Plumbing issues at Anacostia High School initiates staff-led school walkout


More than 60 teachers and staff, along with a few students, walked out of Anacostia High School on April 4 to protest a major plumbing issue in the building.

At 7 a.m., Anacostia Principal Eric Fraser emailed teachers to report that the flow of water had stopped the prior evening. Less than an hour earlier, the original plumbing issue had turned into a full-blown sanitation crisis when a pipe blew in the building. The ruptured pipe caused major water leakages throughout the school.

When teachers arrived at the school building, they stated that the problem was far more dire than originally reported: the cafeteria had flooded and toilets were not working.

Principal Fraser instructed staff and students to use the restrooms three blocks away at Kramer Middle School. The necessary repairs, he assured educators, were being completed.

Anacostia teachers viewed the instruction to go to another school building to use the bathroom as the final straw in a long list of DCPS injustices. Many reported to the Washington Post that they were chronically overworked, taking hours beyond their workday to help their students. The looming issue of compensation and fair treatment has always been a pervasive problem among teachers in the District, and compounded their frustrations.

An hour and a half after students began arriving at Anacostia, the entire teaching faculty and some members of staff left the school in an hour-long impromptu protest of the poor building conditions. Classes were temporarily canceled, and the majority of students that chose not to walk out were assigned to remain in the auditorium.

Teachers pointed to the disparity in conditions between Anacostia, a school among the poorest neighborhoods in the District, and the public schools in richer neighborhoods in Northwest DC where they believe these issues are less likely to occur. “If it was any other school in the District, they would have closed school,” Anacostia Junior Tamone Carter said to The Washington Post.

The fear that Anacostia was being ignored by DCPS was echoed by teachers, who chanted three slogans,  “Anacostia Matters,” “Our Teachers Matter,” and “Our Children Matter,” throughout the walk-out. “Our goal is to stay here for the next hour until the Chancellor comes and hears what we’ve got to say,” a member of the protest said, to cheers from the crowd.

The issue of broken bathrooms in Anacostia High School is especially vexing considering the school’s relatively large budget. In 2012, the main Anacostia building underwent a major renovation that cost a total of 63 million dollars. Moreover, of the 14 high schools in the District, Anacostia receives $10,642 per student, the third highest.

An analysis of the size of DCPS investment, however, provides only a glimpse of the reality of education funding. Anacostia’s funding per student was 30 percent lower last school year, and public schools are notorious for misappropriating funding. In fact, a growing body of research finds that the correlation between funding and school rigor is far from exact: funds are often used to pay administration first, teachers second, and invest in resources last.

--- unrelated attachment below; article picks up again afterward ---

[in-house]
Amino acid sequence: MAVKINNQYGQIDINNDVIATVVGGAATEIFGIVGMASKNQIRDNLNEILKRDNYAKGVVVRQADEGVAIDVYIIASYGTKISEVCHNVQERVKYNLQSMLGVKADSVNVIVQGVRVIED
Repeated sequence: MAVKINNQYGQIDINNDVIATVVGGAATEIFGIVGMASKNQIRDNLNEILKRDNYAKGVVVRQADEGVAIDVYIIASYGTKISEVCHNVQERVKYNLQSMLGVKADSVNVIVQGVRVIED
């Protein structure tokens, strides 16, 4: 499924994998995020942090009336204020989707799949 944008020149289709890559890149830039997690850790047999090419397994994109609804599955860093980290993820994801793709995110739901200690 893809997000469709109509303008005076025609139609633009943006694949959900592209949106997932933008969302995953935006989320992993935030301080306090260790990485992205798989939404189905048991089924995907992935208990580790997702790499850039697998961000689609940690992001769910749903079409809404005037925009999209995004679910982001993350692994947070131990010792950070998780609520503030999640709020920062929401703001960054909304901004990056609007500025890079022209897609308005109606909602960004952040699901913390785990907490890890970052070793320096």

This plumbing issue comes in the midst of similar problems throughout DCPS. Lethargy at the Department of General Services (DGS) is often attributed to bureaucratic issues in DC public schools.

While the process for repairs by DGS is extremely slow, deteriorating infrastructure is caused by a myriad of factors at DCPS. At Wilson, administration has not reported many of the broken appliances in the bathrooms or repaired the malfunctioning elevators despite months of reporting by The Beacon. Often times, various departments unrelated to DGS hold jurisdiction over repairs, and the line between which DCPS organization are responsible for what problems is blurred.

In responding to the Anacostia crisis, DGS was more efficient. “Repair staff worked throughout the evening and night to identify the issue and make necessary repairs… The Department of General Services is assessing all DCPS facilities system-wide to proactively address any similar issues,” said DCPS in a statement.

The initial plumbing work by DGS was delayed due to the lack of a special part necessary to complete the repair. The pipe explosion, just hours before school was set to open, backtracked all the efforts of the previous night.

The teacher’s protest was squarely at odds with DCPS administration. Interim DCPS Chancellor Alexander rebuked teachers after the walkout, “I’m a little disappointed that some adults made the choice to walk out of the building and that one and a half hours of valuable instruction time was lost today as a result of that.” Despite her frustration, DCPS is not seeking disciplinary actions against any of the teachers and is committed on working with staff on addressing the issues at Anacostia.